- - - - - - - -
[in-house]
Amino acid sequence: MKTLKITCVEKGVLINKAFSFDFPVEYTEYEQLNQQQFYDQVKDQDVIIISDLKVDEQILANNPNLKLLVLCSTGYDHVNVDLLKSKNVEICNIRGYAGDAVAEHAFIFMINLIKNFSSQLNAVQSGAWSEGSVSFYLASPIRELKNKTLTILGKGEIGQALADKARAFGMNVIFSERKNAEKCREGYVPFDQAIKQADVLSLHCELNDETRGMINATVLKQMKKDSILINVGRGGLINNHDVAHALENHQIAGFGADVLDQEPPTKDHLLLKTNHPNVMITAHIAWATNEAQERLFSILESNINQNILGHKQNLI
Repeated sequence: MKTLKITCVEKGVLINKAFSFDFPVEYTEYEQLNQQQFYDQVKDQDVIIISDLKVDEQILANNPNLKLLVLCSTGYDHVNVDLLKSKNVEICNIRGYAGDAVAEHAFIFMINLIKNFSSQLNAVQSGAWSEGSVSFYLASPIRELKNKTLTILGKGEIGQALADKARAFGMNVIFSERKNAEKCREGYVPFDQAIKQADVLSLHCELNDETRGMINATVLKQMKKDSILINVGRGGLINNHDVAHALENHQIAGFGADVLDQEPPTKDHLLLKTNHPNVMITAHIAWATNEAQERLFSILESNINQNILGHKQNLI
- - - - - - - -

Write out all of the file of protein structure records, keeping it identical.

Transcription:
[in-house]
Amino acid sequence: MKTLKITCVEKGVLINKAFSFDFPVEYTEYEQLNQQQFYDQVKDQDVIIISDLKVDEQILANNPNLKLLVLCSTGYDHVNVDLLKSKNVEICNIRGYAGDAVAEHAFIFMINLIKNFSSQLNAVQSGAWSEGSVSFYLASPIRELKNKTLTILGKGEIGQALADKARAFGMNVIFSERKNAEKCREGYVPFDQAIKQADVLSLHCELNDETRGMINATVLKQMKKDSILINVGRGGLINNHDVAHALENHQIAGFGADVLDQEPPTKDHLLLKTNHPNVMITAHIAWATNEAQERLFSILESNINQNILGHKQNLI
Repeated sequence: MKTLKITCVEKGVLINKAFSFDFPVEYTEYEQLNQQQFYDQVKDQDVIIISDLKVDEQILANNPNLKLLVLCSTGYDHVNVDLLKSKNVEICNIRGYAGDAVAEHAFIFMINLIKNFSSQLNAVQSGAWSEGSVSFYLASPIRELKNKTLTILGKGEIGQALADKARAFGMNVIFSERKNAEKCREGYVPFDQAIKQADVLSLHCELNDETRGMINATVLKQMKKDSILINVGRGGLINNHDVAHALENHQIAGFGADVLDQEPPTKDHLLLKTNHPNVMITAHIAWATNEAQERLFSILESNINQNILGHKQNLI